Edvard Munch: The Modern Eye (REVIEW) No Scream, But Still Plenty Of Psychological Voyeurism To Enjoy

For a great many people, Edvard Munch: The Modern Eye will be a chance to decide if they should care about the artist for any other reason than the fact he painted the most famous artwork in the world.

It’s rare that a painter of Munch’s reputation is eclipsed so thoroughly by a single piece, but then it’s rare for a single piece to be as well known outside the art world as The Scream – not even the Mona Lisa comes close.

So let’s dispense of the gaping-mouthed elephant in the room right away. There is no Scream at the Tate Modern. But there are plenty of other paintings that share the characteristics of it that we find so beguiling.

The Sick Child (1907)

Plenty of wrought, tortured figures, plenty of unsettling swirls of nauseating colours, and, above all, plenty of opportunity for psychological voyeurism.

An opening room of stern-faced self-portraits sets the tone for an exhibition that plays with the idea that Munch is supposed to have poured himself into his paintings, how we're meant to get a glimpse of his psyche in every brush stroke.

The self-portraits - both the paintings and the photography, which he pursued as an amateur - reveal an artist at once fascinated and repulsed by himself. In only one does he dare look outwards rather than away from the viewer’s gaze, and in that, a skeleton arm runs along the bottom of the painting in a bizarre gesture of defensiveness.

Munch’s life was famously filled with anguish from the beginning. His Mother died when he was five and his sister when he was 14, leaving him to be raised by an overly pious father.

Workers on Their Way Home (1913-14)

The early works see him supposedly working through some of these early traumas. The Sick Child (1907 and reworked again in 1925), a vision of his sister ill in bed, is particularly moving, while The Kiss (1897) hints at the darkness that would emerge in his later work. In it a couple’s face melt into one formless blob as they embrace. It could almost be romantic, but of course with Munch, it’s anything but.

I liked these early works better, before the paintings took on something of a self-conscious morbidity. Landscape And Dead Bodies (1912) and Death Row (1915) are macabre in the extreme. In his later years, Munch’s skill as a painter grew but he lost something of the subtle touch he started out with.

But then in its place grows a brilliant cinematic quality to the paintings that you don’t get with other artists – take for example Workers On Their Way Home, a depiction of ghoul-like workmen who seem to almost loom out of the canvas.

The way he reduces the space around his figures to create an intense claustrophobia, the woozy angles he selects to glare at them, the way he frames everything all suggest he’d have been a great movie director had things gone a little differently.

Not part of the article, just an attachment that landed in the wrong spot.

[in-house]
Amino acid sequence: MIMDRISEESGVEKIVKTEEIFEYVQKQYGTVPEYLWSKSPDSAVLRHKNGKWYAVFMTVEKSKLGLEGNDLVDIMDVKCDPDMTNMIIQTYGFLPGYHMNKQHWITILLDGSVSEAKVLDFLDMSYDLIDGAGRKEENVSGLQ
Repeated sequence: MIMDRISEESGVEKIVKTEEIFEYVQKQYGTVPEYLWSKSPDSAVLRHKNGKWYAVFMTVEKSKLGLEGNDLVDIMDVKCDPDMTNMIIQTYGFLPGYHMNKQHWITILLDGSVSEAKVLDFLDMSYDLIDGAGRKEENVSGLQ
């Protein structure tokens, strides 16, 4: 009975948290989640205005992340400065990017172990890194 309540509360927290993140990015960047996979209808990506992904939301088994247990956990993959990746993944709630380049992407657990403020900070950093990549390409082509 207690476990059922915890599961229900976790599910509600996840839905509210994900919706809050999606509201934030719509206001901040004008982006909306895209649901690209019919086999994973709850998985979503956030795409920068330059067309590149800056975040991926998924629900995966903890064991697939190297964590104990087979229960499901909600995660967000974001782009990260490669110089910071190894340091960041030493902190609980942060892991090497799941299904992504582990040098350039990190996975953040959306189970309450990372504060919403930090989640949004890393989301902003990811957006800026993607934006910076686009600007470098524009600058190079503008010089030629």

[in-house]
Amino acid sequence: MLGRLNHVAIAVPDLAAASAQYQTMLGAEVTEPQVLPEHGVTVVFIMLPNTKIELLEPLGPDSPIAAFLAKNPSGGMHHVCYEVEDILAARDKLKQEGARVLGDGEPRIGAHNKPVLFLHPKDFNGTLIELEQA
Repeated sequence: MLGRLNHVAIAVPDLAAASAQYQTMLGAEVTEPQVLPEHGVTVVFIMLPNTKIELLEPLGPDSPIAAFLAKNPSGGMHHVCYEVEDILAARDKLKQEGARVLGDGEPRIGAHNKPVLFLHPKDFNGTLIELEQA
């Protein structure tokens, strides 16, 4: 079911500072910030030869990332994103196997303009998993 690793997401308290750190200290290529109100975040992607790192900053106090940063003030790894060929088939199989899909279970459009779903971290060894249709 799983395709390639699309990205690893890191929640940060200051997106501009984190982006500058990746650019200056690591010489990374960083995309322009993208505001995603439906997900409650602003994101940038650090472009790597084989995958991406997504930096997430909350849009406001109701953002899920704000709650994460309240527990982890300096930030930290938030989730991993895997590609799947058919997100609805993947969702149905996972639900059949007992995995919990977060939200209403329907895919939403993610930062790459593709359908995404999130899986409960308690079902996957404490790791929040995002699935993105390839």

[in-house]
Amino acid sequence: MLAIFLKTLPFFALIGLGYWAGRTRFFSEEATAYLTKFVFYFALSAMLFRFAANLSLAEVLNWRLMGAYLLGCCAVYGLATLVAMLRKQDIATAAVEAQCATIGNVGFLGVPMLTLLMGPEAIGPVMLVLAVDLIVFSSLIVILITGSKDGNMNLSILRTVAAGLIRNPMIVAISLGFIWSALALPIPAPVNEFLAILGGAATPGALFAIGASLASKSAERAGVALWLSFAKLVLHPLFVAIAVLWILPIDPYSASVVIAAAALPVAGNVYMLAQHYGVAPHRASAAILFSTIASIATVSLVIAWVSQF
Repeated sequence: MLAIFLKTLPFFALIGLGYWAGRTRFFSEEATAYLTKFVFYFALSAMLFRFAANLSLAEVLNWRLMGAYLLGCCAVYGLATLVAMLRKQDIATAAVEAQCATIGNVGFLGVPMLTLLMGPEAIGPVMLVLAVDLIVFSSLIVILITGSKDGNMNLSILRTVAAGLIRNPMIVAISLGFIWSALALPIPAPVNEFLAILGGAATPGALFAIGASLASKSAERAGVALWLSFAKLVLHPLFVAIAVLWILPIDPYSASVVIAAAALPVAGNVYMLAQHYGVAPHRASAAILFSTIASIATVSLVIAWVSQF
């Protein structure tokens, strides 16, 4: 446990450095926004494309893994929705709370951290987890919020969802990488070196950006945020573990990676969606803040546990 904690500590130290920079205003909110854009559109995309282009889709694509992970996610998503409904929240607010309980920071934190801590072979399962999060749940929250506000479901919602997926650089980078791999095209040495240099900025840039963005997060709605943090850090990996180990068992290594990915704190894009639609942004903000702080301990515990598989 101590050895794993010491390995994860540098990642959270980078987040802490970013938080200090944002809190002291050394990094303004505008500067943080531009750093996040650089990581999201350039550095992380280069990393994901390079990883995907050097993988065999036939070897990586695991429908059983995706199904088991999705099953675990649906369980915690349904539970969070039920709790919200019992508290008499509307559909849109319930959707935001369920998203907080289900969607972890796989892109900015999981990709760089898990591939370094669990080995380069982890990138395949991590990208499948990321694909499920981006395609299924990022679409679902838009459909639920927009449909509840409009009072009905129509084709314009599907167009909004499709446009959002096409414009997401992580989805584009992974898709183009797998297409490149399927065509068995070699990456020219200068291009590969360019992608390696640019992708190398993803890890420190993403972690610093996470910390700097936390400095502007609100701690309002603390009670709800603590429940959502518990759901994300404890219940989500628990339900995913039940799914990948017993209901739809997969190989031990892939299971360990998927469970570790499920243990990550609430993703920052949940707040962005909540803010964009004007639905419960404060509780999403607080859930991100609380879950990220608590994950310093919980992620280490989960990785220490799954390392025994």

In fact, one of the show’s most enjoyable surprises is an amateur film Munch made in 1927. You expect something sinister or tense but in fact it’s a rather jaunty affair – the first and only sense you get of an artist enjoying himself.

The Artist's Injured Eye: Optical Illusion from the Eye Disease (1930)

As the show concludes, I found my sympathy for Munch’s open wounds waver a little. The death of a sibling is one thing, but here’s a man who felt so troubled by a minor scuffle with a young artist, he felt the need to paint and repaint the scene from various angles, decades apart.

But then, just as you’ve written him off as some kind of wet blanket with a phenenomal gift for melodrama, you walk into a room full of paintings Munch completed after suffering a hemorrhage in his right eye in 1930.

It left him almost entirely blind, but rather than allow it cause his work to deteriorate, he embarked on a period of experimentation, painting spheres of light and shape left visible by his injury. It’s the defiance behind these paintings, rather than the works themselves, that is so affecting.

Munch died in 1944, a week after his 80th birthday, not long after the Nazi party came to power and labelled his work 'degenerate'. Much of these paranoid, alcoholic final years was spent painting himself as he had done so many times before, trying, you sense, to find a impression of himself he felt satisfied with.

Wondering around Edvard Munch: The Modern Eye you go on a similar journey of trying to understand this most loaded of art figures - an undertaking, it turns out, that is helped not hindered by the absence of his most famous masterpiece.

Edvard Munch: The Modern Eye runs 28 June - 14 October 2012, £14, concessions available.